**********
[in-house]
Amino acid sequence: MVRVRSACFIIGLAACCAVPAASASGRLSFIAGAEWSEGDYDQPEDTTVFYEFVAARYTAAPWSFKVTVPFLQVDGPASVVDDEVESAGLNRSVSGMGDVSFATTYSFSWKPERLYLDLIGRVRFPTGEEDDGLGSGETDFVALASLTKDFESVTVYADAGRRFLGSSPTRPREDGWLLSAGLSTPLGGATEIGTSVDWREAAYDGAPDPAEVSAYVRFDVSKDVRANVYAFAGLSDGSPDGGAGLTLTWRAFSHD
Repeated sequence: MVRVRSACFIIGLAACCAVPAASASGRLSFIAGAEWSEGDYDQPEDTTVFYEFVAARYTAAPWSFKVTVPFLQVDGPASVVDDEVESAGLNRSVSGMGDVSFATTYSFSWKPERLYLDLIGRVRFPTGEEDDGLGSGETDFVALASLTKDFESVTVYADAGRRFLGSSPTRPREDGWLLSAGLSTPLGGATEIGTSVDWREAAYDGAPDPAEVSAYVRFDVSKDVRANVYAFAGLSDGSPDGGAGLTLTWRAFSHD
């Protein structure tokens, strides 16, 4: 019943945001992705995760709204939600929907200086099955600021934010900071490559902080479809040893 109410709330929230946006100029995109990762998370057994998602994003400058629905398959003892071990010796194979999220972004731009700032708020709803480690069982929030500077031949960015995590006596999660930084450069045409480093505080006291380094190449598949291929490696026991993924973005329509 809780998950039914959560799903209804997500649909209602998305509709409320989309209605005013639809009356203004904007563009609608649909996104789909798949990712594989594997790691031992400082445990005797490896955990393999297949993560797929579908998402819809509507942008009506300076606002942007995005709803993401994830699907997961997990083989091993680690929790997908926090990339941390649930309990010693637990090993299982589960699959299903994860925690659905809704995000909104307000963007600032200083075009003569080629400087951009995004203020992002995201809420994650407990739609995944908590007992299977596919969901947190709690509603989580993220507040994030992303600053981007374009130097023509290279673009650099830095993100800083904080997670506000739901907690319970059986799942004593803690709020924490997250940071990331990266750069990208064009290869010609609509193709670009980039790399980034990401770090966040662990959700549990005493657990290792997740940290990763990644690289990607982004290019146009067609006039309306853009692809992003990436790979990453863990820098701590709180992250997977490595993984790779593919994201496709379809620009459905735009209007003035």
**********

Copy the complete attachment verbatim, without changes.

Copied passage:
[in-house]
Amino acid sequence: MVRVRSACFIIGLAACCAVPAASASGRLSFIAGAEWSEGDYDQPEDTTVFYEFVAARYTAAPWSFKVTVPFLQVDGPASVVDDEVESAGLNRSVSGMGDVSFATTYSFSWKPERLYLDLIGRVRFPTGEEDDGLGSGETDFVALASLTKDFESVTVYADAGRRFLGSSPTRPREDGWLLSAGLSTPLGGATEIGTSVDWREAAYDGAPDPAEVSAYVRFDVSKDVRANVYAFAGLSDGSPDGGAGLTLTWRAFSHD
Repeated sequence: MVRVRSACFIIGLAACCAVPAASASGRLSFIAGAEWSEGDYDQPEDTTVFYEFVAARYTAAPWSFKVTVPFLQVDGPASVVDDEVESAGLNRSVSGMGDVSFATTYSFSWKPERLYLDLIGRVRFPTGEEDDGLGSGETDFVALASLTKDFESVTVYADAGRRFLGSSPTRPREDGWLLSAGLSTPLGGATEIGTSVDWREAAYDGAPDPAEVSAYVRFDVSKDVRANVYAFAGLSDGSPDGGAGLTLTWRAFSHD
């Protein structure tokens, strides 16, 4: 019943945001992705995760709204939600929907200086099955600021934010900071490559902080479809040893 109410709330929230946006100029995109990762998370057994998602994003400058629905398959003892071990010796194979999220972004731009700032708020709803480690069982929030500077031949960015995590006596999660930084450069045409480093505080006291380094190449598949291929490696026991993924973005329509 809780998950039914959560799903209804997500649909209602998305509709409320989309209605005013639809009356203004904007563009609608649909996104789909798949990712594989594997790691031992400082445990005797490896955990393999297949993560797929579908998402819809509507942008009506300076606002942007995005709803993401994830699907997961997990083989091993680690929790997908926090990339941390649930309990010693637990090993299982589960699959299903994860925690659905809704995000909104307000963007600032200083075009003569080629400087951009995004203020992002995201809420994650407990739609995944908590007992299977596919969901947190709690509603989580993220507040994030992303600053981007374009130097023509290279673009650099830095993100800083904080997670506000739901907690319970059986799942004593803690709020924490997250940071990331990266750069990208064009290869010609609509193709670009980039790399980034990401770090966040662990959700549990005493657990290792997740940290990763990644690289990607982004290019146009067609006039309306853009692809992003990436790979990453863990820098701590709180992250997977490595993984790779593919994201496709379809620009459905735009209007003035």